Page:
4.1     Result and Discussion                                                                       26

CHAPTER FIVE

CONCLUSION AND RECOMMENDATIONS

5.1     Conclusions                                                                                                28

5.2     Recommendation                                                                              28

          Reference                                                                                          29

          Appendix                                                                                          31

CHAPTER ONE

1.                                                        INTRODUCTION

1.1              Background of the study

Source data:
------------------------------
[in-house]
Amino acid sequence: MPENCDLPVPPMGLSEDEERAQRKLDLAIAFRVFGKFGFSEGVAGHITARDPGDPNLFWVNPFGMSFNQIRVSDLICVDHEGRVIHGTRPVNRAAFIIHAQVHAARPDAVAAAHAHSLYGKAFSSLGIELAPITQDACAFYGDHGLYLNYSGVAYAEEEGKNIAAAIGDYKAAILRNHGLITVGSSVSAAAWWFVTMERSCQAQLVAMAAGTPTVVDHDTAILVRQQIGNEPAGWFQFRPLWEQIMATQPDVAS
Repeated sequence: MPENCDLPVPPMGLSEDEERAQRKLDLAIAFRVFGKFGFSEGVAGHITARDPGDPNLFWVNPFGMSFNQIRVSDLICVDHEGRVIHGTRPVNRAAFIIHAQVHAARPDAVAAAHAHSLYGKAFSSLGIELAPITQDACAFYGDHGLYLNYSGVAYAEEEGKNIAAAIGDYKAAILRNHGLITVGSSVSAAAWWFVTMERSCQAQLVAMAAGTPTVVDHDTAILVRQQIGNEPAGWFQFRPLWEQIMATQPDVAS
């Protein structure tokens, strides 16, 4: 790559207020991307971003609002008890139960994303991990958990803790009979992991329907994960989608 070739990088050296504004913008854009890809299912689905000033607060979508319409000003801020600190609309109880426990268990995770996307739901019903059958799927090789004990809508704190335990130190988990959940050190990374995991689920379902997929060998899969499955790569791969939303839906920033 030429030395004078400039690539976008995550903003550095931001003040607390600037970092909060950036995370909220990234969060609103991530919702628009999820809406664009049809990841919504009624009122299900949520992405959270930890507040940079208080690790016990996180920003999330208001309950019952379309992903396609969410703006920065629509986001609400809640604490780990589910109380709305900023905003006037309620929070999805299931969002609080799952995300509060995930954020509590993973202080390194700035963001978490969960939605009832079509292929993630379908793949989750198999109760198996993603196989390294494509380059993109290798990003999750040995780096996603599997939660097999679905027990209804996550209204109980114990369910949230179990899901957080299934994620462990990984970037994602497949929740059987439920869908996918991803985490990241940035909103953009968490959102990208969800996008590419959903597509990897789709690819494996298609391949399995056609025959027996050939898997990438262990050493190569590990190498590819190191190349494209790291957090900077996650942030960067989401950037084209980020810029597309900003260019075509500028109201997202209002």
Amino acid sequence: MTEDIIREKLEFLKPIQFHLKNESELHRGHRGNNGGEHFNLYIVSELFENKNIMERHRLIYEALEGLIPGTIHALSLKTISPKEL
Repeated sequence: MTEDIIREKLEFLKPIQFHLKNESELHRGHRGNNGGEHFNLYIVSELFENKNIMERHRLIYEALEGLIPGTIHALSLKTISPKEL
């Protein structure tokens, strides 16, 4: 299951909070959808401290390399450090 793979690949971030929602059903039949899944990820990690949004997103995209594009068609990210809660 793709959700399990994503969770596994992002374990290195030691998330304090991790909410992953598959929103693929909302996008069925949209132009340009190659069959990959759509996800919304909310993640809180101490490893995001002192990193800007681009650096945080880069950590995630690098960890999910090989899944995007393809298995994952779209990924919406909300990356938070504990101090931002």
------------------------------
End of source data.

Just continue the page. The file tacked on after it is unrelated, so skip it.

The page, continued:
Rice (Oryza sativa) is a cereal belonging to the Gramineae, a large monocotyledonous family of some 600 genera and around 10,000 species (Wibberley, 1989). It is valued as the most important staple food for over half of the world population (International Year of Rice, 2004) and ranks third after wheat and maize in production on world basis. More than half of the world’s population depends on rice as the major source of calories (FAO, 2003).The amount consumed by all these people ranged from100kg to 240kg per annum in the year 2000 alone (FAO,2003). Twospecies have emerged as our most popular cultivated rice,Oryza sativaand Oryzaglaberrima; of these two species the more widely produced is Oryza sativa.